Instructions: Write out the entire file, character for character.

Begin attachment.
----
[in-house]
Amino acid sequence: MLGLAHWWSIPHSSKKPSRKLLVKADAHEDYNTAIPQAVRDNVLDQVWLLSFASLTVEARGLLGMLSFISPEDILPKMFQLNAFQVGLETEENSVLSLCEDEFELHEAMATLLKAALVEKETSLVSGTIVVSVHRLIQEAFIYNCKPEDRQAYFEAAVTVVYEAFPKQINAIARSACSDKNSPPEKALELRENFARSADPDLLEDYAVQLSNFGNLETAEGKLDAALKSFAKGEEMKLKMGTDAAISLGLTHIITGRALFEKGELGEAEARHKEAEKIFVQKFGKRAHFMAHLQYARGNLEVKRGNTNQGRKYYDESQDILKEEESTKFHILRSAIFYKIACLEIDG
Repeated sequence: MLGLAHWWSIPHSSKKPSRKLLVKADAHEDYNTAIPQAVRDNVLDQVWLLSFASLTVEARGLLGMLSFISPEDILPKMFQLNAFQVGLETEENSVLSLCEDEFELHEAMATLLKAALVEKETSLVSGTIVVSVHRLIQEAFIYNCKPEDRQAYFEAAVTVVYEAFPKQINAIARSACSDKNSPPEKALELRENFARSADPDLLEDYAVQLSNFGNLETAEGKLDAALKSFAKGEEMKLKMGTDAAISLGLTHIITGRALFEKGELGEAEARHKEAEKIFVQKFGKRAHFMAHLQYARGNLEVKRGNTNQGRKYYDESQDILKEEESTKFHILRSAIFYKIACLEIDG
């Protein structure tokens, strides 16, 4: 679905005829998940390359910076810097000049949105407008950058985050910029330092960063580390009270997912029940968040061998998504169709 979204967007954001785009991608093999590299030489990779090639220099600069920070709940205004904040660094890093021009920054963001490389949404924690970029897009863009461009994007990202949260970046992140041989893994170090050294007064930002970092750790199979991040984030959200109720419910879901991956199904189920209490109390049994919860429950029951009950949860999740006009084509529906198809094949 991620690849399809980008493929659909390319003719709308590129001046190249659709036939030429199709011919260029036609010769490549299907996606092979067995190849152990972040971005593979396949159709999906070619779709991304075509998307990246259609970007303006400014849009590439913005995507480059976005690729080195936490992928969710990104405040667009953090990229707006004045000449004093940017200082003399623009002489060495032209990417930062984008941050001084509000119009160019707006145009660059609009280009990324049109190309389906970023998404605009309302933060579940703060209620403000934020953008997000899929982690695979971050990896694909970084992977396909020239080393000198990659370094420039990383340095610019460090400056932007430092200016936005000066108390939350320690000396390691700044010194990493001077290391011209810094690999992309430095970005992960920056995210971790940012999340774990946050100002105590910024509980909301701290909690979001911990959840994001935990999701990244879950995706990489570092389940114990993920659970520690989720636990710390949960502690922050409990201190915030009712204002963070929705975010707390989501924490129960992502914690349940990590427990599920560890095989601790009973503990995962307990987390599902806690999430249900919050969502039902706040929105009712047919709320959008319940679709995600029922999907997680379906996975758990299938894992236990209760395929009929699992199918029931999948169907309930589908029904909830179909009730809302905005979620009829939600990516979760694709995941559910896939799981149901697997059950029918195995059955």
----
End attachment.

[in-house]
Amino acid sequence: MLGLAHWWSIPHSSKKPSRKLLVKADAHEDYNTAIPQAVRDNVLDQVWLLSFASLTVEARGLLGMLSFISPEDILPKMFQLNAFQVGLETEENSVLSLCEDEFELHEAMATLLKAALVEKETSLVSGTIVVSVHRLIQEAFIYNCKPEDRQAYFEAAVTVVYEAFPKQINAIARSACSDKNSPPEKALELRENFARSADPDLLEDYAVQLSNFGNLETAEGKLDAALKSFAKGEEMKLKMGTDAAISLGLTHIITGRALFEKGELGEAEARHKEAEKIFVQKFGKRAHFMAHLQYARGNLEVKRGNTNQGRKYYDESQDILKEEESTKFHILRSAIFYKIACLEIDG
Repeated sequence: MLGLAHWWSIPHSSKKPSRKLLVKADAHEDYNTAIPQAVRDNVLDQVWLLSFASLTVEARGLLGMLSFISPEDILPKMFQLNAFQVGLETEENSVLSLCEDEFELHEAMATLLKAALVEKETSLVSGTIVVSVHRLIQEAFIYNCKPEDRQAYFEAAVTVVYEAFPKQINAIARSACSDKNSPPEKALELRENFARSADPDLLEDYAVQLSNFGNLETAEGKLDAALKSFAKGEEMKLKMGTDAAISLGLTHIITGRALFEKGELGEAEARHKEAEKIFVQKFGKRAHFMAHLQYARGNLEVKRGNTNQGRKYYDESQDILKEEESTKFHILRSAIFYKIACLEIDG
């Protein structure tokens, strides 16, 4: 679905005829998940390359910076810097000049949105407008950058985050910029330092960063580390009270997912029940968040061998998504169709 979204967007954001785009991608093999590299030489990779090639220099600069920070709940205004904040660094890093021009920054963001490389949404924690970029897009863009461009994007990202949260970046992140041989893994170090050294007064930002970092750790199979991040984030959200109720419910879901991956199904189920209490109390049994919860429950029951009950949860999740006009084509529906198809094949 991620690849399809980008493929659909390319003719709308590129001046190249659709036939030429199709011919260029036609010769490549299907996606092979067995190849152990972040971005593979396949159709999906070619779709991304075509998307990246259609970007303006400014849009590439913005995507480059976005690729080195936490992928969710990104405040667009953090990229707006004045000449004093940017200082003399623009002489060495032209990417930062984008941050001084509000119009160019707006145009660059609009280009990324049109190309389906970023998404605009309302933060579940703060209620403000934020953008997000899929982690695979971050990896694909970084992977396909020239080393000198990659370094420039990383340095610019460090400056932007430092200016936005000066108390939350320690000396390691700044010194990493001077290391011209810094690999992309430095970005992960920056995210971790940012999340774990946050100002105590910024509980909301701290909690979001911990959840994001935990999701990244879950995706990489570092389940114990993920659970520690989720636990710390949960502690922050409990201190915030009712204002963070929705975010707390989501924490129960992502914690349940990590427990599920560890095989601790009973503990995962307990987390599902806690999430249900919050969502039902706040929105009712047919709320959008319940679709995600029922999907997680379906996975758990299938894992236990209760395929009929699992199918029931999948169907309930589908029904909830179909009730809302905005979620009829939600990516979760694709995941559910896939799981149901697997059950029918195995059955």